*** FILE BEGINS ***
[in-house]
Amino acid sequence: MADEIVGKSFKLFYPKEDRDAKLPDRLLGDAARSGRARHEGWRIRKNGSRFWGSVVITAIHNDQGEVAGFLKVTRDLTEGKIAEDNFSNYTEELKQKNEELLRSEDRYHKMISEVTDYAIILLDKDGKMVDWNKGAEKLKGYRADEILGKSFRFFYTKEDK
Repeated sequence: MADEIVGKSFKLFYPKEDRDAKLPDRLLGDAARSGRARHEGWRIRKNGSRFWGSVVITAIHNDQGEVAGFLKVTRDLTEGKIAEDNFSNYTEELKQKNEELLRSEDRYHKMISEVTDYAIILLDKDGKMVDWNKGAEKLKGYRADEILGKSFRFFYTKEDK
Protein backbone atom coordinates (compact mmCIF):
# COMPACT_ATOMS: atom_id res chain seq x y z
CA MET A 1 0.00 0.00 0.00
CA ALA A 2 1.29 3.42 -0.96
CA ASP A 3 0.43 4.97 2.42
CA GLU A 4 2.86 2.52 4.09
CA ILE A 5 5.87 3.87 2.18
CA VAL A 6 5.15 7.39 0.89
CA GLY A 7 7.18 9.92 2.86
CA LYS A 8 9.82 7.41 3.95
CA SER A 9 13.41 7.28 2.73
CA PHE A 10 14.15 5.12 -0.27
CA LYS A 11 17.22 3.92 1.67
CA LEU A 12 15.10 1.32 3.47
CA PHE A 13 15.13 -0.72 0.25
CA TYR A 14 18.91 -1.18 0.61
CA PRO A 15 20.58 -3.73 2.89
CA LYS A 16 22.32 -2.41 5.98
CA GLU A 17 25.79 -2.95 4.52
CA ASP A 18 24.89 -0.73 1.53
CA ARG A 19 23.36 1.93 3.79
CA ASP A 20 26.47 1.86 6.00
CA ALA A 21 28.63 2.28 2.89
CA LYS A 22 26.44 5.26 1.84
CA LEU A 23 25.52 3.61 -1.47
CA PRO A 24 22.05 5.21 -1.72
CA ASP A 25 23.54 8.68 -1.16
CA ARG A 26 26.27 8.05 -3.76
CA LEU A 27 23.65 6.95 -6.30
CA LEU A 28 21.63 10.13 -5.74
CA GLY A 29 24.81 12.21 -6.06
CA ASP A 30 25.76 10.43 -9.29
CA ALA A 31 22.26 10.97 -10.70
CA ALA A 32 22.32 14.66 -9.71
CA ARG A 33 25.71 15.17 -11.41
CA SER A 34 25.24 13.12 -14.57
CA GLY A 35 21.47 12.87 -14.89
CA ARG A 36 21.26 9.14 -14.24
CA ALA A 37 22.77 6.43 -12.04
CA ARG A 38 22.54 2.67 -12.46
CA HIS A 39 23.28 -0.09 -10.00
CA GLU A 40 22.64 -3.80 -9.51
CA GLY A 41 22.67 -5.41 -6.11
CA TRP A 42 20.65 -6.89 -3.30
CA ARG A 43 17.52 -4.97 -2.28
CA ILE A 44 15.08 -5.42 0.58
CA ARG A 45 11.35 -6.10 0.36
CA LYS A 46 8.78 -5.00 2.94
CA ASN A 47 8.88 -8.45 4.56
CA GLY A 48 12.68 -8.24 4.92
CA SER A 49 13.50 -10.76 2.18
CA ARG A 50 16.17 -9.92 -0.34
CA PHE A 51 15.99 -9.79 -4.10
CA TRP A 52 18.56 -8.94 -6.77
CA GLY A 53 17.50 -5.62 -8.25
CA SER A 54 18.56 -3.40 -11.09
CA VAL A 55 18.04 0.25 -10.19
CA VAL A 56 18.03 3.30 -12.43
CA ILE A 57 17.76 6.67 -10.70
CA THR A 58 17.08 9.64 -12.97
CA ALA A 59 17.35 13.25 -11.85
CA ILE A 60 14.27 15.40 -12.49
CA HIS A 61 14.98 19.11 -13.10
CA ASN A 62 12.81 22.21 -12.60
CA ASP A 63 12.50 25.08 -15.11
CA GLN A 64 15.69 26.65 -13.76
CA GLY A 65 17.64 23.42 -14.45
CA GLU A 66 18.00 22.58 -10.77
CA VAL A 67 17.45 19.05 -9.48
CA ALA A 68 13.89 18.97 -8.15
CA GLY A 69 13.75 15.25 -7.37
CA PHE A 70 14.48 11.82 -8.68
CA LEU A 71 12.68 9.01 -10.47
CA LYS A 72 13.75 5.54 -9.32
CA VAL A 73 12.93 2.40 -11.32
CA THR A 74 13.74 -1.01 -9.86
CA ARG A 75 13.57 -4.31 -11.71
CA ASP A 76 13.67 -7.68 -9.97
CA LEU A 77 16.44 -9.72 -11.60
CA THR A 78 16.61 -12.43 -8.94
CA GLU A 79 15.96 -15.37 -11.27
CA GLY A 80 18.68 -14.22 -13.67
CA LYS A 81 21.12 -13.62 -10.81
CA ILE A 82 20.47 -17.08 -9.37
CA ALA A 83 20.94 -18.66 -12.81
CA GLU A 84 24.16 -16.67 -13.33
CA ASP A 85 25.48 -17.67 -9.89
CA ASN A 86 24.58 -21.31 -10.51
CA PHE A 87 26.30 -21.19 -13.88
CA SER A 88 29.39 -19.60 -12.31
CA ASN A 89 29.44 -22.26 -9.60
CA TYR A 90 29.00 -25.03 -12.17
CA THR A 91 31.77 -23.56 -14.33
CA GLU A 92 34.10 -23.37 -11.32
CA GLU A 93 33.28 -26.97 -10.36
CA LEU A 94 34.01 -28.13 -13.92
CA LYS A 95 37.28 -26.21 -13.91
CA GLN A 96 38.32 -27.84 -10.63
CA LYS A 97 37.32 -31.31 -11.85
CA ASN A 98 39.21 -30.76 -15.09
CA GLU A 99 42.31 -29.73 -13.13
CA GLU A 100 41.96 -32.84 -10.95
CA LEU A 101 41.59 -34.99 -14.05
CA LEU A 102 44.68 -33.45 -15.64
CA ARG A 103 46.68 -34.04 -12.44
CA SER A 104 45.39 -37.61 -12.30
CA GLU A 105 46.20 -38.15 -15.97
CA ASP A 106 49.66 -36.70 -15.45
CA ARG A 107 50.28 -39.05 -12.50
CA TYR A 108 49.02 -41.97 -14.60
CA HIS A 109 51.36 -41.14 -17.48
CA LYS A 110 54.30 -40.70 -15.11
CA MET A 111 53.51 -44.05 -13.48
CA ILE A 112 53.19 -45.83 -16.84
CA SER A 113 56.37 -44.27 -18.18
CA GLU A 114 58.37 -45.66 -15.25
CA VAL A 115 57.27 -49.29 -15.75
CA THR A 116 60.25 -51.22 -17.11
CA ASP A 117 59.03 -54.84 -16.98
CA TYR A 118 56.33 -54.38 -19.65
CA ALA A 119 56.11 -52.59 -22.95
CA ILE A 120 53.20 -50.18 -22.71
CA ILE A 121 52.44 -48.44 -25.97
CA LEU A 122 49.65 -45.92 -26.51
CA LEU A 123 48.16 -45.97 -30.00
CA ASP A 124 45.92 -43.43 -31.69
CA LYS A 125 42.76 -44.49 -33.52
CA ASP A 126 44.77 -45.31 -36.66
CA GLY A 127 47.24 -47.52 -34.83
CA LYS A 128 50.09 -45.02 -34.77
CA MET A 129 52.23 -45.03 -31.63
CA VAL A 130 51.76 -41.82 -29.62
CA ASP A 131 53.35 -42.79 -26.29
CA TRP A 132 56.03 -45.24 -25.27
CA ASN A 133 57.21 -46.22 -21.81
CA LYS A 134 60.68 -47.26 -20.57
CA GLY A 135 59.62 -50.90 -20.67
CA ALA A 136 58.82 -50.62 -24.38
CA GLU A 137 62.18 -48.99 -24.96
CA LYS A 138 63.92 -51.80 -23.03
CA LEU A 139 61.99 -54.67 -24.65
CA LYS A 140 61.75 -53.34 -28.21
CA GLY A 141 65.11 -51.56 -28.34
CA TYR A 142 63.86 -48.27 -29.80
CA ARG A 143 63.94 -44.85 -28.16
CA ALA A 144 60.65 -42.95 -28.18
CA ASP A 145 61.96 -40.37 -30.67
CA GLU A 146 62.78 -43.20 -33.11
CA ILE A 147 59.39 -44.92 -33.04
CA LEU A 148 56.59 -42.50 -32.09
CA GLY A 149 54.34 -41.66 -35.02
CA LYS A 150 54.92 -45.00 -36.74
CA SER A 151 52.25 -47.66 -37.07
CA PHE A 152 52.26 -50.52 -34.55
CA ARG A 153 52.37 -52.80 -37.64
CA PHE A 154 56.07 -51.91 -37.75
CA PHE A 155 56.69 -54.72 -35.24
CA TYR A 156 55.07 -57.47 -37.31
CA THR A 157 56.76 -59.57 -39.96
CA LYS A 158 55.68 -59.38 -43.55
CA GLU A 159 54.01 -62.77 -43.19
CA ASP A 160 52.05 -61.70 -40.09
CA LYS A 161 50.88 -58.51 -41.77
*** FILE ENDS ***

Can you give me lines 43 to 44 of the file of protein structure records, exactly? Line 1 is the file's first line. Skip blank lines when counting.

CA ARG A 38 22.54 2.67 -12.46
CA HIS A 39 23.28 -0.09 -10.00